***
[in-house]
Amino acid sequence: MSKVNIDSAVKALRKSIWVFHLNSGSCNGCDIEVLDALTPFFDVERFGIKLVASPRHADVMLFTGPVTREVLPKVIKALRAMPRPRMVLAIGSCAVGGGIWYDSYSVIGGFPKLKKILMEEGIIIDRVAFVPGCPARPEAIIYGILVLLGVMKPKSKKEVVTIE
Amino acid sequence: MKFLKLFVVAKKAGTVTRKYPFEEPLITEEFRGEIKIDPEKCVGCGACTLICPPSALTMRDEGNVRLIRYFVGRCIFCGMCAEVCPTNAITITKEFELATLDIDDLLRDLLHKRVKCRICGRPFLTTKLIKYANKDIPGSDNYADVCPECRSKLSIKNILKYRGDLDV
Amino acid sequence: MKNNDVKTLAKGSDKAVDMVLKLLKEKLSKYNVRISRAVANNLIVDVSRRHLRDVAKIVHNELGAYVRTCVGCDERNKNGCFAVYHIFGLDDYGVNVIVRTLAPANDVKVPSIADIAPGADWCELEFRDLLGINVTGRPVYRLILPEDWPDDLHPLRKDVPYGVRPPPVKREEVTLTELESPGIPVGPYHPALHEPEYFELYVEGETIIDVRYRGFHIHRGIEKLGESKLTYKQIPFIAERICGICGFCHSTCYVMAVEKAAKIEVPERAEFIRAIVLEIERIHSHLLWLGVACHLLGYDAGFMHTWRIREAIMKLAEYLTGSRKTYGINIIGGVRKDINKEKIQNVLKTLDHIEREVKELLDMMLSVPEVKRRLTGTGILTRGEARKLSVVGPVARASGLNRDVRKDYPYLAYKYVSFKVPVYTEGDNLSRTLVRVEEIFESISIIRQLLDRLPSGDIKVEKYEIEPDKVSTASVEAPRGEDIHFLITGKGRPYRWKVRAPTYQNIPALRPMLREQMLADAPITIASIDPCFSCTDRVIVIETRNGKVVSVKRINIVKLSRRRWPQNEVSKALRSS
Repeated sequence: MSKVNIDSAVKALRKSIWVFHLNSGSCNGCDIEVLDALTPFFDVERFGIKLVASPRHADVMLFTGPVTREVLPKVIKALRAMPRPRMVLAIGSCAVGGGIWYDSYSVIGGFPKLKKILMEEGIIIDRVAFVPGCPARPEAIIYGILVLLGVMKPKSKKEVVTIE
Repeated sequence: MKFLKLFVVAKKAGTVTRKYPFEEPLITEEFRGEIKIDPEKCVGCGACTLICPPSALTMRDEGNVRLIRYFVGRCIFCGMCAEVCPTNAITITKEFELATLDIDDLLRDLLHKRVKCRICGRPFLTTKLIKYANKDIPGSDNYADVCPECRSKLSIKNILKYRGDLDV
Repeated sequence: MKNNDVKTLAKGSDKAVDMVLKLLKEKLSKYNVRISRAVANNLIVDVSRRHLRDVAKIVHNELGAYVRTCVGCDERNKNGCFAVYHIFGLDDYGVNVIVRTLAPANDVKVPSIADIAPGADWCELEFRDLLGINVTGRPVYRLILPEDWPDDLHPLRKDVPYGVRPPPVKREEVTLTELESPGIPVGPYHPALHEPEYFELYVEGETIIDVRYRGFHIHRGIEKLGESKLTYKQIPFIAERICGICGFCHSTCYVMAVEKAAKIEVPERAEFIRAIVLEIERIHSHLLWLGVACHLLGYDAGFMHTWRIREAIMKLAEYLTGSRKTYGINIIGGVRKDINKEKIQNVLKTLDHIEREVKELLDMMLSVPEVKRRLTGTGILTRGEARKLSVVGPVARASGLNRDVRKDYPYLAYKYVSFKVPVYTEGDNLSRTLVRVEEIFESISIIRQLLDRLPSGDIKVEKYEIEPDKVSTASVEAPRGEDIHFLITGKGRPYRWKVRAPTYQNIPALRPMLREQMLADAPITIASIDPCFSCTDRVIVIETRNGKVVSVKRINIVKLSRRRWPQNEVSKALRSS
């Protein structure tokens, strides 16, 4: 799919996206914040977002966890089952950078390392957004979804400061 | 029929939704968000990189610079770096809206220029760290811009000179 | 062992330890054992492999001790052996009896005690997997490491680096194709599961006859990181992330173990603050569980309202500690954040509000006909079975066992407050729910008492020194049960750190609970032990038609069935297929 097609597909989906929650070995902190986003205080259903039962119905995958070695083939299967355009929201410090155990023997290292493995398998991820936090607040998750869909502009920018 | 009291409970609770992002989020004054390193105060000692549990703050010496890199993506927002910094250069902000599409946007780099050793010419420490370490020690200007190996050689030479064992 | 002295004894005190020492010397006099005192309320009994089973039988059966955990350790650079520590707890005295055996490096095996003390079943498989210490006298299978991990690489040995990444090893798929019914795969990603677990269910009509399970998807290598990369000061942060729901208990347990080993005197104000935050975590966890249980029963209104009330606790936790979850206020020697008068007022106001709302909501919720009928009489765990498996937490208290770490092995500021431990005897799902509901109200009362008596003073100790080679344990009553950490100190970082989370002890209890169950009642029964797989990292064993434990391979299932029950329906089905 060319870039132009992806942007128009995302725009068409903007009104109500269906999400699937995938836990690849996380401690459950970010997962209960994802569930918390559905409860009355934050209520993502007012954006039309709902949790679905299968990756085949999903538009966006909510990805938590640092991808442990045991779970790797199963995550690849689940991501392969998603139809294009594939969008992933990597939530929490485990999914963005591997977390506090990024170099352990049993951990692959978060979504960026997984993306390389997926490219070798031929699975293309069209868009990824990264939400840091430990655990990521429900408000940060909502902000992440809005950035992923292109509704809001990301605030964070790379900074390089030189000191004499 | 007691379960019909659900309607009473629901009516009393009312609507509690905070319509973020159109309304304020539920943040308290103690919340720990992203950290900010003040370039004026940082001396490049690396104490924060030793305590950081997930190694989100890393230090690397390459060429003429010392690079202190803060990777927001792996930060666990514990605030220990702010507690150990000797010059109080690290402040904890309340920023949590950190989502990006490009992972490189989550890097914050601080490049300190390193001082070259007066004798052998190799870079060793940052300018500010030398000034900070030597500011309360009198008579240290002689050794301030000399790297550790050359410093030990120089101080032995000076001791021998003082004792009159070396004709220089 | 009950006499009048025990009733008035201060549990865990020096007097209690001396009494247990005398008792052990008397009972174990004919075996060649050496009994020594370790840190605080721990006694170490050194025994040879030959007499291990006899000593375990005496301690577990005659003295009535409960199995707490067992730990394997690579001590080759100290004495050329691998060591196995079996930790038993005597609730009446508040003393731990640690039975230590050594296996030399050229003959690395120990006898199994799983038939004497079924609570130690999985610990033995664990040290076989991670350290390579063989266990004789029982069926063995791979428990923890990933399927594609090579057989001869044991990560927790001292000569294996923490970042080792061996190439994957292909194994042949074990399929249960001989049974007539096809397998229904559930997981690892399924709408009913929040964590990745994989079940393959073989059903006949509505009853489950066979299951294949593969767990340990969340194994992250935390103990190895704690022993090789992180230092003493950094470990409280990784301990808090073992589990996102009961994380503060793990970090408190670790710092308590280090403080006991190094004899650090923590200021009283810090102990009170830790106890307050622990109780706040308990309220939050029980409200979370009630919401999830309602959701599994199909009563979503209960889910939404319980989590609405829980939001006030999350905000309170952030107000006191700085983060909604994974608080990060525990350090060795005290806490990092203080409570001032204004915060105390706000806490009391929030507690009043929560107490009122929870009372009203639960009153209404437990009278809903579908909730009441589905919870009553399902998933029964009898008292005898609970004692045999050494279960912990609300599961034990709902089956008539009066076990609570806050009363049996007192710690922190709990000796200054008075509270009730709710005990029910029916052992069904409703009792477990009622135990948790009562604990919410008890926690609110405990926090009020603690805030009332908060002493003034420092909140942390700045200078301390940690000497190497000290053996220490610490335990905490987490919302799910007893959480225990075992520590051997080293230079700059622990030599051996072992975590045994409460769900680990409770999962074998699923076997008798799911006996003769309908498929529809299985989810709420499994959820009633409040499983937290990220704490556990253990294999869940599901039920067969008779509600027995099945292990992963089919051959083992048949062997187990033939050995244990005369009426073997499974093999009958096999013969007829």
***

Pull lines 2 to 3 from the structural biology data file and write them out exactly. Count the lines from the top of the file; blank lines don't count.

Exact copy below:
Amino acid sequence: MSKVNIDSAVKALRKSIWVFHLNSGSCNGCDIEVLDALTPFFDVERFGIKLVASPRHADVMLFTGPVTREVLPKVIKALRAMPRPRMVLAIGSCAVGGGIWYDSYSVIGGFPKLKKILMEEGIIIDRVAFVPGCPARPEAIIYGILVLLGVMKPKSKKEVVTIE
Amino acid sequence: MKFLKLFVVAKKAGTVTRKYPFEEPLITEEFRGEIKIDPEKCVGCGACTLICPPSALTMRDEGNVRLIRYFVGRCIFCGMCAEVCPTNAITITKEFELATLDIDDLLRDLLHKRVKCRICGRPFLTTKLIKYANKDIPGSDNYADVCPECRSKLSIKNILKYRGDLDV